Things I Learned from Group Evaluations: Part 1

At the end of our fall semester, I had all the participants of our various Fuel Groups give some feedback about how their group went. I would honestly have to say it’s one of the best things I’ve done for groups. As I read over the evaluations I feel there were two big things that mattered to people  that stood out to me.

  1.  Connection Matters. Over and over again the people who rated their group the highest commented how connected they felt to the other people in their group. They related to the other people in the group and didn’t feel so alone in their struggles. These same people often commented how the group helped them to feel closer to God. And this totally makes sense when you read 1 John 4:11-12 which says, “Dear friends, since God so loved us, we also ought to love one another. No one has ever seen God; but if we love one another, God lives in us and his love is made complete in us.” The more we love others and feel loved by others, the easier it is for us to love God and feel loved by God. Our group evaluations proved this.  I remember a few years ago when a family in our group was going through a fostering-to-adopt process. Every single week we listened to them and loved them and prayed with them. We cried when things were hard, and we rejoiced when things went well. It was a special time for all of us. But, I know they felt God’s nearness through their journey and a big part was because they felt close to our group. As you begin your Fuel Group, it’s very important to help your people feel connected to each other.
  2. Sharing Matters. Numerous groups commented how much the ability to share openly mattered.  People loved feeling like they could share their struggles, and felt like their opinion was important. They wanted to be heard and understood.  I think this is a big shift for many discussion leaders. Usually a leader will go into discussion thinking, “I hope everyone will hear what I have to say.” But, everyone else is entering the discussion thinking, “I hope people will validate me and that I will be listened to.” They hope their opinion counts. Because of this, sometimes when we talk about group discussion I’ll joke with our leaders, “In discussion, no one cares what you have to say.” I only half mean this- but what I’m trying to get across is that our job as discussion leaders is not to make everyone in group see how smart we are, but to help the people in our group feel smart. We want to lead them on a path of discovery- helping them discover and apply the truth for themselves. In group discussion, try speaking a little less, and help others speak more.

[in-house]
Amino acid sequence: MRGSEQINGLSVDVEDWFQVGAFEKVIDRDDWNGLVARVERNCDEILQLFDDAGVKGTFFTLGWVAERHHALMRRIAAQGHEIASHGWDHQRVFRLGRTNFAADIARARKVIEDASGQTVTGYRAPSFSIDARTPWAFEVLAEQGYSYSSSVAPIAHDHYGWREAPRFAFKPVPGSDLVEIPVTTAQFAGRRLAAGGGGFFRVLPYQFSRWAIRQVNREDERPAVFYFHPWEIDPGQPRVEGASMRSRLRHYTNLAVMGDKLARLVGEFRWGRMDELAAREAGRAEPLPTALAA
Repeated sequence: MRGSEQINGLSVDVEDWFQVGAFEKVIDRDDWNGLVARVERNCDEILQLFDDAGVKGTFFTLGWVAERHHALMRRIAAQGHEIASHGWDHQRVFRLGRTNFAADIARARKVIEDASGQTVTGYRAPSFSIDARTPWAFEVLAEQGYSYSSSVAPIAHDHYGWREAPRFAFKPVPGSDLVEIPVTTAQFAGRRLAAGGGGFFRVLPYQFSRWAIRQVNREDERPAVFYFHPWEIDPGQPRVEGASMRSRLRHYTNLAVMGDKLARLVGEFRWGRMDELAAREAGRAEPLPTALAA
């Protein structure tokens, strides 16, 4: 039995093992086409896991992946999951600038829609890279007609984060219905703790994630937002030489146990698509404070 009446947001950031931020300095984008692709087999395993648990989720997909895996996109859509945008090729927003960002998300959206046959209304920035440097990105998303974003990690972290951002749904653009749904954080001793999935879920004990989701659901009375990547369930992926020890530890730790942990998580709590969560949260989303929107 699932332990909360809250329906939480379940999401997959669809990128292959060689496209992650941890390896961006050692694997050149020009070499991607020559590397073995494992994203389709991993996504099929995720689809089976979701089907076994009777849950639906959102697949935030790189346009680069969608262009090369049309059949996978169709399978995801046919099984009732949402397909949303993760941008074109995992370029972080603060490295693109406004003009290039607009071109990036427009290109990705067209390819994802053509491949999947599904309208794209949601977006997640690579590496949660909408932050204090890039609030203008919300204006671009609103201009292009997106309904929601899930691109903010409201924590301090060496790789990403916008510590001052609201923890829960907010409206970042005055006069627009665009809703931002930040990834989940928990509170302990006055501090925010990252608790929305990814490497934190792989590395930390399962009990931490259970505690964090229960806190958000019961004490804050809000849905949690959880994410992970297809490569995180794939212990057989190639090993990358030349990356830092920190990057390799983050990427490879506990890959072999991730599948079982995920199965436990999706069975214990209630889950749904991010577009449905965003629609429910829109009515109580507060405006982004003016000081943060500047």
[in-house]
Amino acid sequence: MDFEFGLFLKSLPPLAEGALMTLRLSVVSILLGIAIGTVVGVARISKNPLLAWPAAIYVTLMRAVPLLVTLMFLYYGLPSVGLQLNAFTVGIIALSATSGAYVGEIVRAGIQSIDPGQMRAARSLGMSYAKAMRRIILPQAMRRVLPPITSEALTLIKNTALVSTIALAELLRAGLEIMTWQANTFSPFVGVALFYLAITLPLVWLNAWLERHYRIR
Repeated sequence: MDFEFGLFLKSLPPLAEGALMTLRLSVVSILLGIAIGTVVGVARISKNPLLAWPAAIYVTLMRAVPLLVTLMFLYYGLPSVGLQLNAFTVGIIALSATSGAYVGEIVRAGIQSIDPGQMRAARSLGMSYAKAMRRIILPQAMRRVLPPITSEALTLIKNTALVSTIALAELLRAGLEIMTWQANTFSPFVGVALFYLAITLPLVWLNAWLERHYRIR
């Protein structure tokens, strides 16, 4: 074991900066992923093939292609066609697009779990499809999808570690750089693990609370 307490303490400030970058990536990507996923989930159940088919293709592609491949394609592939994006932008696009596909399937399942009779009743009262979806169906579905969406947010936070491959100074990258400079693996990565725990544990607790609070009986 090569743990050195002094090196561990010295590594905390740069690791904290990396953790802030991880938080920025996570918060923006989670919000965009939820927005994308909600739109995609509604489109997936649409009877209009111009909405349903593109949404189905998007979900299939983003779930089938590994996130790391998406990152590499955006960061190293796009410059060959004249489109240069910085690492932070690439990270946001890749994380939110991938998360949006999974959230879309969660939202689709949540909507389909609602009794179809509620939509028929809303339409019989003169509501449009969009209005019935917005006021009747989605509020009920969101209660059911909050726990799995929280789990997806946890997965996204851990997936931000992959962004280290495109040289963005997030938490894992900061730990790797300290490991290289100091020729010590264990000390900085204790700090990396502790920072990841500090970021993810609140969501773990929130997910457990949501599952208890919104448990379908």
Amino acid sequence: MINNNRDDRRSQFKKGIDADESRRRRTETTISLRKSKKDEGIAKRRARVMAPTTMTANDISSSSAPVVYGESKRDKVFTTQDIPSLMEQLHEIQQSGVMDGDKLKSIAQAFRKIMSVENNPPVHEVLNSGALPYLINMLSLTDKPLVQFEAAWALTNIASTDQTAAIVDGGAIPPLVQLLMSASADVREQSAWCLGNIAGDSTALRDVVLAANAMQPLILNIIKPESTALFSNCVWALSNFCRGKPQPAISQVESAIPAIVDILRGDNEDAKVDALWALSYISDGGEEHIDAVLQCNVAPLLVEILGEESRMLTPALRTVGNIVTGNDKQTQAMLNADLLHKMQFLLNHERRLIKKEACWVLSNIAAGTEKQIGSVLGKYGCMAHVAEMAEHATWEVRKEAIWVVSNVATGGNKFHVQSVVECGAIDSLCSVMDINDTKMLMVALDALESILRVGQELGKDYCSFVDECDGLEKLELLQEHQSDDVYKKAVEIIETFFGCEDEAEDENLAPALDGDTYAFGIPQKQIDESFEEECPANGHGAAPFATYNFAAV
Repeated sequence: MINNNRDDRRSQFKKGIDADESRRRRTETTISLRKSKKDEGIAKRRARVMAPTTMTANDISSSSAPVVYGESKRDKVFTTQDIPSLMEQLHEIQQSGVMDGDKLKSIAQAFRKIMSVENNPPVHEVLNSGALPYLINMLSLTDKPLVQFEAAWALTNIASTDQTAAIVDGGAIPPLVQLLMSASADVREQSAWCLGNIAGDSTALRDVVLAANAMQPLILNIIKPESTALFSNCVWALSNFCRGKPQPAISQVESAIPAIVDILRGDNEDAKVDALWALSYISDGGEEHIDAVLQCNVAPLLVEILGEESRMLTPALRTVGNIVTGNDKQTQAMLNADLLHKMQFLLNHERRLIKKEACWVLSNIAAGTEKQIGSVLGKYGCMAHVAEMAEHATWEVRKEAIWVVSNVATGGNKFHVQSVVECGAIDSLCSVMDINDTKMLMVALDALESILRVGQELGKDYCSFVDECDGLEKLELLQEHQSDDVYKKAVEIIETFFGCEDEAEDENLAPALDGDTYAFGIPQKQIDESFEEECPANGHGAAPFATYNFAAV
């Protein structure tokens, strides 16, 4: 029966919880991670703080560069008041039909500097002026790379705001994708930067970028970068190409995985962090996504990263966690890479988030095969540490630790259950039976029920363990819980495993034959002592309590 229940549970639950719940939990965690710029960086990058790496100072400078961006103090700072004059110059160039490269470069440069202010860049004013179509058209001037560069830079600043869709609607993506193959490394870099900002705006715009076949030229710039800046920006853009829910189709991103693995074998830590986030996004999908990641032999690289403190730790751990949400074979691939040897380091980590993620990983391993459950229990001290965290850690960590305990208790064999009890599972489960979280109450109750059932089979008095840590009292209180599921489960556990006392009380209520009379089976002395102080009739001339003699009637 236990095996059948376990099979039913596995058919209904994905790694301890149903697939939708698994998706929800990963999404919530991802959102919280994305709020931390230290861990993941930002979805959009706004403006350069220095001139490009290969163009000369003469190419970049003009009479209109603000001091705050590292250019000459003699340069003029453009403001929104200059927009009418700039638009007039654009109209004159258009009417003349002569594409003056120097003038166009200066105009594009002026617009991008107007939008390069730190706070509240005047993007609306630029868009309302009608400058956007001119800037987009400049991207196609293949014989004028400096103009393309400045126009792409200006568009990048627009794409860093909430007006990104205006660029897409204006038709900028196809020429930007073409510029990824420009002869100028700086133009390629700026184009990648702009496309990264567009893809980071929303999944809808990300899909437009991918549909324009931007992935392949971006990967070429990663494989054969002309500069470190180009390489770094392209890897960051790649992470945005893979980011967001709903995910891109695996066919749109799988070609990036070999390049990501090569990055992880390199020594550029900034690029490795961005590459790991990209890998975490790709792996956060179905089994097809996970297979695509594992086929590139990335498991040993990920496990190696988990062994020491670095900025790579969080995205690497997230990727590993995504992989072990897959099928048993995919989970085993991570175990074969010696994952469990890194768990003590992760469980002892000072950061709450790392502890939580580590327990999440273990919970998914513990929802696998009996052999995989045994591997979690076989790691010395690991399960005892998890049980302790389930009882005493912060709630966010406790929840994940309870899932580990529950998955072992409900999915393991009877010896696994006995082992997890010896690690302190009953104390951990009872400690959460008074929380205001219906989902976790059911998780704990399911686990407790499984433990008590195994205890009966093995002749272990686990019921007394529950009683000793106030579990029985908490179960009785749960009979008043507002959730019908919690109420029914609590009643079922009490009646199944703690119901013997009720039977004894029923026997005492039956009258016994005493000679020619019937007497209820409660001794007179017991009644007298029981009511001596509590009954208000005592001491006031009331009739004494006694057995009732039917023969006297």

Here’s an interesting idea: the more we can help the people in our group feel closer to each other this semester, the easier it will be for them to feel closer to God. The easier it is for them to feel closer to God, the easier they will grow in their faith.

Here’s 3 tips to help people feel connected and  feel safe to share:

  1. Welcome them each week. Let them know you’re glad to see them. Ask them about their week and take interest in their lives.
  2. Be vulnerable. Let your group see that you’re not perfect. The more you do this, the easier it will be for people in your group to reveal their own fears and imperfections. You want the people in your group to know, “This is a safe place to be imperfect.”
  3. Validate people when they share.  If someone shares something personal, thank them for sharing. Let the group know that that’s the sort of sharing we love to have. Let the person sharing know  that they’re not alone and other people can relate to them. Again, this will let your group know that they can be real about their life in group.
Advertisements

Leave a Reply

Fill in your details below or click an icon to log in:

WordPress.com Logo

You are commenting using your WordPress.com account. Log Out / Change )

Twitter picture

You are commenting using your Twitter account. Log Out / Change )

Facebook photo

You are commenting using your Facebook account. Log Out / Change )

Google+ photo

You are commenting using your Google+ account. Log Out / Change )

Connecting to %s